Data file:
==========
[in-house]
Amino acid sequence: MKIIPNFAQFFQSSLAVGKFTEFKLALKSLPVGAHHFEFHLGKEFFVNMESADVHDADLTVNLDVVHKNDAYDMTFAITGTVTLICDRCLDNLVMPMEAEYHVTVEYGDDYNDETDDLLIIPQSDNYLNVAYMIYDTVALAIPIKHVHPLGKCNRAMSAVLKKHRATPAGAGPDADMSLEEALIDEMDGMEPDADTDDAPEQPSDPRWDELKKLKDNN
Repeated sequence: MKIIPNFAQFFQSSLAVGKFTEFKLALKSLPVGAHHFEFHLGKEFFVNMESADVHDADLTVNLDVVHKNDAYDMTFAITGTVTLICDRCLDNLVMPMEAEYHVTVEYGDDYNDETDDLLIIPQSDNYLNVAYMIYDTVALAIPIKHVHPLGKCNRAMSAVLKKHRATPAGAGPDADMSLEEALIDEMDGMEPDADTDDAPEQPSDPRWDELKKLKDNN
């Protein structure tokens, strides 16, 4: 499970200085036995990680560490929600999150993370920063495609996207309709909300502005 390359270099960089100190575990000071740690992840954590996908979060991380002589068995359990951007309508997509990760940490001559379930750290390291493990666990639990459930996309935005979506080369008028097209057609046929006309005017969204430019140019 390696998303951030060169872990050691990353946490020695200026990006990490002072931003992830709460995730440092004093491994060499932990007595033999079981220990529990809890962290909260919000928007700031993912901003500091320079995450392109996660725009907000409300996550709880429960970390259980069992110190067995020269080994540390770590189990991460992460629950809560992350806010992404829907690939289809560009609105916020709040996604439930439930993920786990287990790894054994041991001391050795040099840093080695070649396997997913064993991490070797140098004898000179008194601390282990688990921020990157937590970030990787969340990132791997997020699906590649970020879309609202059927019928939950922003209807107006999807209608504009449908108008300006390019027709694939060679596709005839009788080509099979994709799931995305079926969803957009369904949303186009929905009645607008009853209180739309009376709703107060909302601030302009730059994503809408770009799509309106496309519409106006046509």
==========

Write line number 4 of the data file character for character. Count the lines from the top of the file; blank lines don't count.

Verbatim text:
């Protein structure tokens, strides 16, 4: 499970200085036995990680560490929600999150993370920063495609996207309709909300502005 390359270099960089100190575990000071740690992840954590996908979060991380002589068995359990951007309508997509990760940490001559379930750290390291493990666990639990459930996309935005979506080369008028097209057609046929006309005017969204430019140019 390696998303951030060169872990050691990353946490020695200026990006990490002072931003992830709460995730440092004093491994060499932990007595033999079981220990529990809890962290909260919000928007700031993912901003500091320079995450392109996660725009907000409300996550709880429960970390259980069992110190067995020269080994540390770590189990991460992460629950809560992350806010992404829907690939289809560009609105916020709040996604439930439930993920786990287990790894054994041991001391050795040099840093080695070649396997997913064993991490070797140098004898000179008194601390282990688990921020990157937590970030990787969340990132791997997020699906590649970020879309609202059927019928939950922003209807107006999807209608504009449908108008300006390019027709694939060679596709005839009788080509099979994709799931995305079926969803957009369904949303186009929905009645607008009853209180739309009376709703107060909302601030302009730059994503809408770009799509309106496309519409106006046509």